The report summarizes the results of the interim evaluation of the European Lifelong Learning programme 2007-2009 (or simply LLP) in Estonia. The evaluation was carried out according to the guidelines given by the European Commission. All relevant documents available were used in the evaluation process as well as 11 interviews with the programme’s national implementers and relevant policy makers in the respective policy fields.

The results of the interim evaluation give proof of the programme’s successful implementation in Estonia. Due to many years’ worth of good experience, subprograms of lifelong learning have developed in Estonian educational system. Despite its limited scope, LLP along with its subprograms have significantly contributed to the internationalization and increased openness of Estonian educational system. LLP also plays a part in facilitating collaboration, creating networks, and promoting the quality of education.

The overview of the programme’s relevance suggests that at the moment, there are no real alternatives to lifelong learning in Estonia. It is worth mentioning that cooperation networks created by the LLP have helped to introduce additional internationalization schemes to Estonian education.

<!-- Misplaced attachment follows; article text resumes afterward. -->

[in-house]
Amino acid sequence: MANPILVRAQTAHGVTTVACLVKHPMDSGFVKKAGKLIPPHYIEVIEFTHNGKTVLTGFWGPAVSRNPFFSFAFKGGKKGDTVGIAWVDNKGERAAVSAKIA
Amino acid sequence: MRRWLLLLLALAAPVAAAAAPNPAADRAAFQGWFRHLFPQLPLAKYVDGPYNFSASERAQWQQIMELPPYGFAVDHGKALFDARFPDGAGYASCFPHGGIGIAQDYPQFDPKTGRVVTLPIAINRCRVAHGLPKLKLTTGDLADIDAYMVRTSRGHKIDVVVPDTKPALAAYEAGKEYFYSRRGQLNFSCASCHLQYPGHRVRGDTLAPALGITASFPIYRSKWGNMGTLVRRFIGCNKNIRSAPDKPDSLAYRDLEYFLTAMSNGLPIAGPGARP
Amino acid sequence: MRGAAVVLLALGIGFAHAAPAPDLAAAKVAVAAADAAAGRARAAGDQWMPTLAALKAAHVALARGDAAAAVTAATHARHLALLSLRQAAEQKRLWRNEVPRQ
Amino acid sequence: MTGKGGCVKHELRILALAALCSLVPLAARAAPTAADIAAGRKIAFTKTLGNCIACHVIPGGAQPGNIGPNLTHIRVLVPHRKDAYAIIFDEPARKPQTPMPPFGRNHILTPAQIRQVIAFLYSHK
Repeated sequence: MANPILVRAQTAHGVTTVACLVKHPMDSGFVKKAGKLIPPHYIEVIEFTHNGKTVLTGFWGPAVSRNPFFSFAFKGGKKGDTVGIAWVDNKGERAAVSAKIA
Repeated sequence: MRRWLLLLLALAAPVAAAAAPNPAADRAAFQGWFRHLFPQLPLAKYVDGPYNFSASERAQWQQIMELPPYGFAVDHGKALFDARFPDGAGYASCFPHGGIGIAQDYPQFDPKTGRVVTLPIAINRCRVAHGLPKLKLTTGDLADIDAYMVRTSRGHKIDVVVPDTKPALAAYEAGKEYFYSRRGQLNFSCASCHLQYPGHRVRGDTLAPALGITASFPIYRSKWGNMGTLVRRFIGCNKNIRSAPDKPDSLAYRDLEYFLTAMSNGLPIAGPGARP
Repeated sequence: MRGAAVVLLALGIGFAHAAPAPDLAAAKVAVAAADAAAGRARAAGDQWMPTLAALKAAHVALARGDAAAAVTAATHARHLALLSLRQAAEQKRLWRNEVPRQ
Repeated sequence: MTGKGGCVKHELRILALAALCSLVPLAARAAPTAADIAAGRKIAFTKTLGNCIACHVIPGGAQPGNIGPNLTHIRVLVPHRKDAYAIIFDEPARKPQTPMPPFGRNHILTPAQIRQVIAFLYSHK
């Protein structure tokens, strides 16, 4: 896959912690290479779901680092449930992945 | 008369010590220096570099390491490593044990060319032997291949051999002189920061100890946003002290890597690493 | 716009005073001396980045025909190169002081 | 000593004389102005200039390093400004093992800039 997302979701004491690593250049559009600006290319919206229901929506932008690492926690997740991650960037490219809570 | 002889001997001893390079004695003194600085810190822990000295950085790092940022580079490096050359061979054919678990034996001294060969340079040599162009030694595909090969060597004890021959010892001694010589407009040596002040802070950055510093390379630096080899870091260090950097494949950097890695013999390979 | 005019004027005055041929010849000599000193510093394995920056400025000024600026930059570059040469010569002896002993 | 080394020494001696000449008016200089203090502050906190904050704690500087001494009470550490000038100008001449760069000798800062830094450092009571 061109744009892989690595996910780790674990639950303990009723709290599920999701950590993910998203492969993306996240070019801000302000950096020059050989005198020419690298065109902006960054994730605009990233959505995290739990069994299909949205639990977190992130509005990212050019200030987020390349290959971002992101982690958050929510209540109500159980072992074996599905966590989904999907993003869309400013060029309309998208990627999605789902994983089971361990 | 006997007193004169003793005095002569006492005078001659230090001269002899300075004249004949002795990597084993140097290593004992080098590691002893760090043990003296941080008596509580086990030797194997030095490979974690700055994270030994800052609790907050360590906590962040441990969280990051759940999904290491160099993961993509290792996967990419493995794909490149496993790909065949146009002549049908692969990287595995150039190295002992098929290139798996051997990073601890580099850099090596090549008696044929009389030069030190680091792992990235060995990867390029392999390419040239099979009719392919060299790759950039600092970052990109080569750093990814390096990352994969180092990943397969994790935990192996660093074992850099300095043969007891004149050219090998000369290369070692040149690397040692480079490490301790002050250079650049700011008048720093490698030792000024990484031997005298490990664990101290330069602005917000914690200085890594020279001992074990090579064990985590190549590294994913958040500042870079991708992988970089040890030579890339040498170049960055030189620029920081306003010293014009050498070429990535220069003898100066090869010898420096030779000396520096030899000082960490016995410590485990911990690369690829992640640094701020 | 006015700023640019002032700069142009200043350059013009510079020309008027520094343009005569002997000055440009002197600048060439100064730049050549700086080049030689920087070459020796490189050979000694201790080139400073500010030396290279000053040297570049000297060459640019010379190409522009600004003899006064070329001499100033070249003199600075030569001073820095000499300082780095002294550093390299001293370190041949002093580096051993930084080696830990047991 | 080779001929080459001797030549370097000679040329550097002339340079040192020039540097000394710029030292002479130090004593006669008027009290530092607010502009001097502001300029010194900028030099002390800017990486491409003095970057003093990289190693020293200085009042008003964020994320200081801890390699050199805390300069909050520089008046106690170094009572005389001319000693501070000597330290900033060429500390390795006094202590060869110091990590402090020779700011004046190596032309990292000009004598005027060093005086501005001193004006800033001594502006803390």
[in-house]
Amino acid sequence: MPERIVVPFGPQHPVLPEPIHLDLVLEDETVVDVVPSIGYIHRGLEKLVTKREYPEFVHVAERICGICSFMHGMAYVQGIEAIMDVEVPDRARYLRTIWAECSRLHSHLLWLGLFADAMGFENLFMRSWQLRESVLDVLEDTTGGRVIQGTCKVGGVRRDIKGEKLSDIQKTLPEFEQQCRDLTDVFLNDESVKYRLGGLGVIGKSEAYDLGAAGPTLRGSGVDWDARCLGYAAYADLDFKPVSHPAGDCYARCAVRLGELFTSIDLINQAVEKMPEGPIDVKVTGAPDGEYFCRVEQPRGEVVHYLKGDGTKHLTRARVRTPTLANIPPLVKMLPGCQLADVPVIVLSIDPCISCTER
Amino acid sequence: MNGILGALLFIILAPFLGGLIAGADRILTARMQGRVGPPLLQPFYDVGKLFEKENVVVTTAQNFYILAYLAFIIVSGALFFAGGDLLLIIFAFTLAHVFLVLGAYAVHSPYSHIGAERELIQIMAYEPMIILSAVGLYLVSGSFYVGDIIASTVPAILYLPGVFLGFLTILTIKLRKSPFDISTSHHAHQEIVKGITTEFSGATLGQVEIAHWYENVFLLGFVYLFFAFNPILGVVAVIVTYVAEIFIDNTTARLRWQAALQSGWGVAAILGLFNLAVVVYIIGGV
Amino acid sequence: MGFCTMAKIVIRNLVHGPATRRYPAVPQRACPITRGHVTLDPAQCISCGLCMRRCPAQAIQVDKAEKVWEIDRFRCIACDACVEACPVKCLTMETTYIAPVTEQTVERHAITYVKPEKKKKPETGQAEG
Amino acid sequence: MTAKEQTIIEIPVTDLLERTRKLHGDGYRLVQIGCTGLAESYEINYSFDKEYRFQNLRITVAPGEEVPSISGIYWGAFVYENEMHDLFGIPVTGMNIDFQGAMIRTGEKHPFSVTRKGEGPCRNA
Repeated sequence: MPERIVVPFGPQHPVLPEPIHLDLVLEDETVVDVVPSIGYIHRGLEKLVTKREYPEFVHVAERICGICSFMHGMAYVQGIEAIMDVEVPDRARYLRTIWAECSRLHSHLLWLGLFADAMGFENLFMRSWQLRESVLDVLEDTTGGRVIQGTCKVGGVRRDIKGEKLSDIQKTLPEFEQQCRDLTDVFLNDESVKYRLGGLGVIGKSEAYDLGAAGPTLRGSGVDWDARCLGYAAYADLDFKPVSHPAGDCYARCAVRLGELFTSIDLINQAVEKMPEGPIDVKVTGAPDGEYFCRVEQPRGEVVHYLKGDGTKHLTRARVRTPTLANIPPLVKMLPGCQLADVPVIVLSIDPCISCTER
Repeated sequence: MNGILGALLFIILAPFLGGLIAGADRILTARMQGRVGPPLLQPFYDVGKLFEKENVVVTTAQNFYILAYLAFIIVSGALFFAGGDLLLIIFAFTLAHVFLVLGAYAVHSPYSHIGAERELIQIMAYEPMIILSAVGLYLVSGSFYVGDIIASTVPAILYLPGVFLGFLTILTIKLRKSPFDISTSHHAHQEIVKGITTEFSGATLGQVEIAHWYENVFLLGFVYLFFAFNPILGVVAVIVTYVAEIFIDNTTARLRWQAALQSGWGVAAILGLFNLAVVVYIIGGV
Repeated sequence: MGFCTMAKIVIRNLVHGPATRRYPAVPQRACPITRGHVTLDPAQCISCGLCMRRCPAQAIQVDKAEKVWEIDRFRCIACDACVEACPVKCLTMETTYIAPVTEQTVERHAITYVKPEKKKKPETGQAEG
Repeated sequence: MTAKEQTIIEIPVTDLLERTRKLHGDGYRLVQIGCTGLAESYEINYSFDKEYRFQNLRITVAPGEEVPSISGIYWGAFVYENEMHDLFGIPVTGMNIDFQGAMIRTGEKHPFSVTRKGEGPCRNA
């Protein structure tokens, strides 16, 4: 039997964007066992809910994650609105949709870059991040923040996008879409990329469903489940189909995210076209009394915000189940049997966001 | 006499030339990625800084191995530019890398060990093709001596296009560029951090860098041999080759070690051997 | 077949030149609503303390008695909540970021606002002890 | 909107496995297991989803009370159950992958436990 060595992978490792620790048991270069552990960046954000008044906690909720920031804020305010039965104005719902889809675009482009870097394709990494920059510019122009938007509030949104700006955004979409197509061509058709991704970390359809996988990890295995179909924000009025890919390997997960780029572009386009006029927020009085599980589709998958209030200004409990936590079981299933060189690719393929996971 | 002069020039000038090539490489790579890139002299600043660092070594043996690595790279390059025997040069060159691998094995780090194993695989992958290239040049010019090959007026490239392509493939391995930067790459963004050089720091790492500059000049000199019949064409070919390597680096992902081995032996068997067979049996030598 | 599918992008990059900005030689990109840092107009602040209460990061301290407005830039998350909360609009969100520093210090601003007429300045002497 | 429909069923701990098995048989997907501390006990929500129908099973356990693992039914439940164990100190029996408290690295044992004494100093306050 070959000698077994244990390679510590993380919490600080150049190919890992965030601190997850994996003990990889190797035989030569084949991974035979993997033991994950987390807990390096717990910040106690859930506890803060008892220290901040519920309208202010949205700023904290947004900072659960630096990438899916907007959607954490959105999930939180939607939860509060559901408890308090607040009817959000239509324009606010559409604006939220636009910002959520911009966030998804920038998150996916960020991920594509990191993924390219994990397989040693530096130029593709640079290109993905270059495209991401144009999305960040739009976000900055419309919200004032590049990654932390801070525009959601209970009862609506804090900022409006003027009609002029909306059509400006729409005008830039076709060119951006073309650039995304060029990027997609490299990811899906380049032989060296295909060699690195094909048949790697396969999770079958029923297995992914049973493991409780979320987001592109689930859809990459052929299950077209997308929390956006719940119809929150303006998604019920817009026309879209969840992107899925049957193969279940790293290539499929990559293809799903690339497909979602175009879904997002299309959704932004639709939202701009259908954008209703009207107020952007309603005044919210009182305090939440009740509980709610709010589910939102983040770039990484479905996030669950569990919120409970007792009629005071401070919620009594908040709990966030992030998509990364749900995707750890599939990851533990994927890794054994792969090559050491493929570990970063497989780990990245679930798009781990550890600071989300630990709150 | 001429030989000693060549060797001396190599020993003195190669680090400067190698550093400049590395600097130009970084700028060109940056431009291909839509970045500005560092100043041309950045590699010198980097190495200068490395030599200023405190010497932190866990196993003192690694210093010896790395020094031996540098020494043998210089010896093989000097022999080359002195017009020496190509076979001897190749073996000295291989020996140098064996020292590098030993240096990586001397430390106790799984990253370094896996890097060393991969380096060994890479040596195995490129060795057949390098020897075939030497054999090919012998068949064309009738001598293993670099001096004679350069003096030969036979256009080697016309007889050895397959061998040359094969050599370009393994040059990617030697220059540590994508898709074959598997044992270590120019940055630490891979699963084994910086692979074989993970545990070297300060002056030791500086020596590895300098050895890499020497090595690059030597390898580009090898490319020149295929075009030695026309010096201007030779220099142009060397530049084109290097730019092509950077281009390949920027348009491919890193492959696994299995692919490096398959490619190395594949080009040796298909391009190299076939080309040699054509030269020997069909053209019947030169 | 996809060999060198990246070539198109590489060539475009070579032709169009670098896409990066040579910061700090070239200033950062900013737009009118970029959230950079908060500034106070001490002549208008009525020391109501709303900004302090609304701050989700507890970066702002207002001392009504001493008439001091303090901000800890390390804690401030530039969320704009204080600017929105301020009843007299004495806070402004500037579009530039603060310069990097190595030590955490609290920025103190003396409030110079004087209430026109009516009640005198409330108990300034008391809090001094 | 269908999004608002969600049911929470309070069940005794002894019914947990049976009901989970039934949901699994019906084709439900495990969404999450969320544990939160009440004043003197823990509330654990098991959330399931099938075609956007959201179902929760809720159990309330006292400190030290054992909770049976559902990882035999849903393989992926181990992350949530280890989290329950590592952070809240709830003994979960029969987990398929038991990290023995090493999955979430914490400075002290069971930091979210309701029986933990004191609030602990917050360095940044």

Although the evaluation shows that there are no major problems for the beneficiaries, there are a few issues regarding the implementation of the programme, the most acute of them and in need of addressing from the European Commission related to the dysfunctional management tools, disturbing and frequent changes in programme’s procedures, delays in documenting, and insufficient funding (Grundtvig most of all).

Suggestions and recommendations to the European Commission:

  • direct attention to dysfunctional management supporting tools and minimizing duplication
  • ensuring greater stability and less changes in the programme
  • opportunity for the countries to have a say in approved partnerships
  • going over the budgets of subprograms
  • timely provision of implementation documentation
  • bringing centralized procedures closer to the beneficiaries
  • avoiding unreasonable regulation